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‘Questionable legality’: four key changes for SA’s public servants

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The South Australian government has introduced a new Public Sector Code of Conduct. Many public servants will recall the previous versions of similar documents, for example the blue book that existed under the Public Sector Management Act 1995, and in more recent times, the purple book that was published under the current Public Sector Act 2009 AKA “the old code”. This new iteration, with a questionable and presumably Mondrian inspired multi-coloured cover, is the government’s latest and current pronouncement on the basic standards to be observed by those in the public service.

The code of conduct applies to all SA state government employees. A breach of the code can give rise to a liability to disciplinary action.

So, what are the differences between the old and new codes of conduct? Well, not much. The changes between the two versions are largely cosmetic, with some subtle although potentially controversial changes.

Surprisingly the new version, at 16 pages, comes in some eight pages less than the previous version. Given that most copies will be distributed electronically in most government agencies, the consolidation is probably attributable to a concerted effort to produce a more accessible document rather than concerns about government printing costs. The layout and order of the code is slightly changed, but not in any substantive way. The obligatory motherhood statements about efficiency, accountability and democracy have been rephrased but not in any manner than impacts on the part of the document that has the real work to do, being the specific standards expected of public sector employees.

The new code is expanded in four specific ways that may impact on public servants:

  1. The old code prohibited unauthorised public comment when employees were acting in an “official capacity”. In the new code, the reference to “official capacity” has been dropped, and the definition of public comment expanded to specifically include use of social media. The new code appears to envisage that it covers private off-duty activity on social media such as Facebook and Twitter. The justification of this expansion is said to be the supposedly new ubiquitous nature of social media. However, the extent to which the new code can legitimately interfere with off-duty behaviour is a fertile ground for debate. There is a complex jurisprudence about the extent to which an employer, including a public sector employer, can intrude on employee’s private lives. Although the legality of the new code is questionable (in my opinion), risk management principles would suggest it has been and will always be a risky practice to engage in offensive or harassing behavior on social media for many reasons not limited to potential disciplinary action.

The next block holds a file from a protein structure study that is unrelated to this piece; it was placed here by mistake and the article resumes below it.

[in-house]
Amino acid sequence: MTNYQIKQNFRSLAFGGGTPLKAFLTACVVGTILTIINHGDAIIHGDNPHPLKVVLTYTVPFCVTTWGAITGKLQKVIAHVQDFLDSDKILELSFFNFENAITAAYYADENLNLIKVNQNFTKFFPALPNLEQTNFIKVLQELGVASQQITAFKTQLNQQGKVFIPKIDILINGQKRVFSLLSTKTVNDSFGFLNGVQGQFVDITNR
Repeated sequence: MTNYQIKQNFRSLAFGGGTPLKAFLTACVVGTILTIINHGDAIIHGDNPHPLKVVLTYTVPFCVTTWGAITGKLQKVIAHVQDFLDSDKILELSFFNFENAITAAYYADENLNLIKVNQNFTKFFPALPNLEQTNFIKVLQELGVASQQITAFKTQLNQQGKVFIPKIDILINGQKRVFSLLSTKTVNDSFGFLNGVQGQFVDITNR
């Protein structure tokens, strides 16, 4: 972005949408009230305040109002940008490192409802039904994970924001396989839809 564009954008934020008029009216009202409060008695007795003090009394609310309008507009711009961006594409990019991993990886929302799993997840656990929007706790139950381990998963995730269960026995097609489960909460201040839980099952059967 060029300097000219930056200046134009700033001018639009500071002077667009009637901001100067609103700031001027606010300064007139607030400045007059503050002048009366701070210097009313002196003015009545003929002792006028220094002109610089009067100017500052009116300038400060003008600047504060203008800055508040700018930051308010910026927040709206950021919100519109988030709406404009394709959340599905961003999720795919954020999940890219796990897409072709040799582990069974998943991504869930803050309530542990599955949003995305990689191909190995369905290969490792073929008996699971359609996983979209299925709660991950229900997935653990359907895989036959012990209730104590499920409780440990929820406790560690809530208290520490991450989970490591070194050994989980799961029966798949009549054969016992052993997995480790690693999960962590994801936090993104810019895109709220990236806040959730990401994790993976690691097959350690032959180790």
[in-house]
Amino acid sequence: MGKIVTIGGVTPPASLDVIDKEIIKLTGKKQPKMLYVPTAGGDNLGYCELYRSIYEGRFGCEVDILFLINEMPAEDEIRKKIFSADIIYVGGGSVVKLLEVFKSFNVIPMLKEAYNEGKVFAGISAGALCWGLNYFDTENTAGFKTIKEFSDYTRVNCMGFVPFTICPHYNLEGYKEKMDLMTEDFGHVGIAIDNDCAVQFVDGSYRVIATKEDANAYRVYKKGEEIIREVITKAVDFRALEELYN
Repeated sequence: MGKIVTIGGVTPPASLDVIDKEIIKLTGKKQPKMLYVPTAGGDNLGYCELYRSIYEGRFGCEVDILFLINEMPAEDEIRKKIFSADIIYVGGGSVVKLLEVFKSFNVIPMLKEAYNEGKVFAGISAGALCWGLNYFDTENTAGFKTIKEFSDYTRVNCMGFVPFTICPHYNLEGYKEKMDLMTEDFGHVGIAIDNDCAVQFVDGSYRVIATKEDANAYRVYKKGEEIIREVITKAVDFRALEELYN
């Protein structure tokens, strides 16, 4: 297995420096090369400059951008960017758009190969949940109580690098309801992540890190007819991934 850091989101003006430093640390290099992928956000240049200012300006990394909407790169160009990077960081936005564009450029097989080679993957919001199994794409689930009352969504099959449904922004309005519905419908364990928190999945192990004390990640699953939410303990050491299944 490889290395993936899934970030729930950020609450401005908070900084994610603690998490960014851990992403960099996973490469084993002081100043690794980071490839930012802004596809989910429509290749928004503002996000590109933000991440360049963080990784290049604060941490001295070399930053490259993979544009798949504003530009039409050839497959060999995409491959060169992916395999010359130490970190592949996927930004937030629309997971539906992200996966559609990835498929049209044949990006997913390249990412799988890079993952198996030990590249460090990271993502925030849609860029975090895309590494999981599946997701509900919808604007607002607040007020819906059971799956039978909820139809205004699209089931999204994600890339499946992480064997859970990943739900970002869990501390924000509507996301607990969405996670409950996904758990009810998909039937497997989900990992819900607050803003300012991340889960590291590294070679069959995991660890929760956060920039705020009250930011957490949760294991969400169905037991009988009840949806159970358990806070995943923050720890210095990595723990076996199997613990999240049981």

2. The prohibition on disclosing information without proper authorisation has been expanded to include accessing information other than in the proper course of an employee’s duties or with proper authorisation. The effect of this change for most public servants is likely to be minimal, given that improper access to information is usually grounds for disciplinary action as a breach of agency or local policies or procedures.
  3. The need for approval for secondary (ie outside) employment has been extended to all employees, not just full time employees.
  4. The new code purports to impose an obligation on witnesses to potential misconduct to assist in investigations. An example of the obligation might be, for example, submitting to an interview. The Commissioner for Public Employment, Erma Ranieri, is of the view this change simply states the common law that applies anyway. Whether the legality of this new explicit obligation is upheld by the courts is a matter to be determined, although I suspect a test case might be some time off given that employees still retain the privilege against self-incrimination of misconduct, and therefore employees in the firing line will still have the option of declining to answer questions put to them in reliance on the privilege. Whether to exercise the privilege is always a difficult case by case decision, and would usually not greatly trouble a witness who is not the subject of the investigation.

The reasons why the government saw a need for a new code of conduct have not been explained. However, the changes are more of cosmetic procedure rather than an invasive operation. That said, facelifts don’t always work out the way the technician intends, and some of the changes in the new code may be up for debate.

First published at TindalGaskBentley Lawyers blog.

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